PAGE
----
All posts by daniel

A very good Friday

Over the last two days, my wife and daughter went on an Easter holiday. So I was away from both of them for more than a day for the first time since the third Sermon premiered in November 2016.

This has allowed be to put a big chunk of work into the fourth Sermon. I’m getting near the end of the synthesis stage now and I’m mostly done with the complicated parts that need a couple of highly focused uninterrupted hours at a time. So I think I can finish the fourth Sermon with mostly just little bits and pieces of work that I can squeeze in between other things.

And there will be lots of other things! We’re expecting our second child in July 🙂 while our first is keeping us fairly busy already and work is quite hectic at the moment as well. I’d love to be done with the fourth Sermon before July, but that seems unlikely right now. I’ll certainly try, though.

I have also added an extra page about the poetic format of the Sermons, the common metre. I might update it occasionally, as I improve my understanding of what I seem to be doing.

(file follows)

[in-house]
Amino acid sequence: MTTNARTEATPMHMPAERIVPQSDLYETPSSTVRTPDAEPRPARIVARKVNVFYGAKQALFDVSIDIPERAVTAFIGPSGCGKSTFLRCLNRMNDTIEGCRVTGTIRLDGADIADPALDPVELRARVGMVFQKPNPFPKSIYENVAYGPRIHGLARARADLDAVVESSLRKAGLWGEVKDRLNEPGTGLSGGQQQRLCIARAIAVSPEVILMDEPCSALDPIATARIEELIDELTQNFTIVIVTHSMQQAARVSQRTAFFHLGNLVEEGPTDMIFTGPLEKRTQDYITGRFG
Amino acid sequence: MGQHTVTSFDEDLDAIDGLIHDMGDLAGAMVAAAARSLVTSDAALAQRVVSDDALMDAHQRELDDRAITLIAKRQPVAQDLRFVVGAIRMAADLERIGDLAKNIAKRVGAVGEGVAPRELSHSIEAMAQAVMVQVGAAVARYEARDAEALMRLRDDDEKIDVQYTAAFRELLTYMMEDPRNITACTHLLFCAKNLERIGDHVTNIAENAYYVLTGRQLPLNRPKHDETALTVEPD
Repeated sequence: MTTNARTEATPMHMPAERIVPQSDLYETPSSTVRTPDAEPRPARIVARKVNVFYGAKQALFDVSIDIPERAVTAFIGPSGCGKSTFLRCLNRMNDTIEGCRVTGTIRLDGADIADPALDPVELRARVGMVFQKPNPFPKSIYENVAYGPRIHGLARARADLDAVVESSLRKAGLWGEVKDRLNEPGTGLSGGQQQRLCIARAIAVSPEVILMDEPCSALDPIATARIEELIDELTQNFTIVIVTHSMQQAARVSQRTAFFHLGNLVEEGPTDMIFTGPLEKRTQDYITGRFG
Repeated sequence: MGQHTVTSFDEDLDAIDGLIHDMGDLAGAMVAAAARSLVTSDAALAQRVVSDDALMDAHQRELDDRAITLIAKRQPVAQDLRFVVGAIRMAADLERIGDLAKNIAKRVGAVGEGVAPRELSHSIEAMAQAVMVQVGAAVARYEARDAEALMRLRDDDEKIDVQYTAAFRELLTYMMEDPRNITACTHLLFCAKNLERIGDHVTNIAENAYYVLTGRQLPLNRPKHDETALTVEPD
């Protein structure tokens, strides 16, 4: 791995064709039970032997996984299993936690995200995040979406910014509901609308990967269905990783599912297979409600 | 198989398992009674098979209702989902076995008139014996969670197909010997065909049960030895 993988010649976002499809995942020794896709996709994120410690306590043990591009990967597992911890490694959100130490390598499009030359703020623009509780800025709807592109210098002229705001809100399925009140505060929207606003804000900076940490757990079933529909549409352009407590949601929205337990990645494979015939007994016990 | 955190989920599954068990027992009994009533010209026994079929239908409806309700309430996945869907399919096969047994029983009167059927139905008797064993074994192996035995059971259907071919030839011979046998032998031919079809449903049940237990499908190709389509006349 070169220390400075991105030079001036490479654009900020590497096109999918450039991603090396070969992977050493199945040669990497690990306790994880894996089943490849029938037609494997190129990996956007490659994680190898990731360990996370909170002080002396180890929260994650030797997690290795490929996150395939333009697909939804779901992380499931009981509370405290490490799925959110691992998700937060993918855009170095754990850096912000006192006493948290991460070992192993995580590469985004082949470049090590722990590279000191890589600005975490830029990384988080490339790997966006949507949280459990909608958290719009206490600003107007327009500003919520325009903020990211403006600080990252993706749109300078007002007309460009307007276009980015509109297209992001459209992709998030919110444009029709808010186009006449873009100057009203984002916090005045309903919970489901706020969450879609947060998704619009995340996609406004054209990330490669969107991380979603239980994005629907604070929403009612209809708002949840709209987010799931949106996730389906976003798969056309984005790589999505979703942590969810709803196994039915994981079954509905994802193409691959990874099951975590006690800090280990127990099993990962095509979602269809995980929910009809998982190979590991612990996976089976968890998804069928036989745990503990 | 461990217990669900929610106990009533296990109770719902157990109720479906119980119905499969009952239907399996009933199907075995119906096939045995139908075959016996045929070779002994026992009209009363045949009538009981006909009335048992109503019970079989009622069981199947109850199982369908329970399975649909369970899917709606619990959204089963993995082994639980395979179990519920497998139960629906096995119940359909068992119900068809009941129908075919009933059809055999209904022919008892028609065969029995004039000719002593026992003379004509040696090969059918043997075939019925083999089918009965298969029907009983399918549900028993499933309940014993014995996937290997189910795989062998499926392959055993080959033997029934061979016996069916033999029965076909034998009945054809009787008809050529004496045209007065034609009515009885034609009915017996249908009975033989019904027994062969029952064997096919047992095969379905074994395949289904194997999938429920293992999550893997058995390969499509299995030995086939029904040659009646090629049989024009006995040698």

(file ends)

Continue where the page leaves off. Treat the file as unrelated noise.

I’ve been noticing for a while that I find it increasingly hard to write poetry in any format that is not the common metre. Every time I try, it feels wrong and difficult and I always tend to be attracted back to the common metre. My unconscious processes have clearly been trained to better help my conscious processes write in this format. This is great because it relieves some of the cognitive burden and reduces the time and effort needed. Last night, I produced 15 stanzas in 5 hours – that’s three times as fast as I was writing the second Sermon and about six times as fast as I started out. Clearly I have sacrificed some mental flexibility to gain this speedup. I’m fine with this. In fact, it seems quite delightful to be able to observe my own mind crystallizing in this fashion.

Doubt theory

Among my many theories,
there’s one of which I’m proud
that sorts the mind’s pathologies
by what one fails to doubt.

If you can’t doubt the things you think,
you will at first feel great,
then grow confused until the brink
of madness is your fate.

If you can’t doubt the things you feel,
you’ll grow depressed and cross,
because their quarrels will reveal
the strongest one is loss.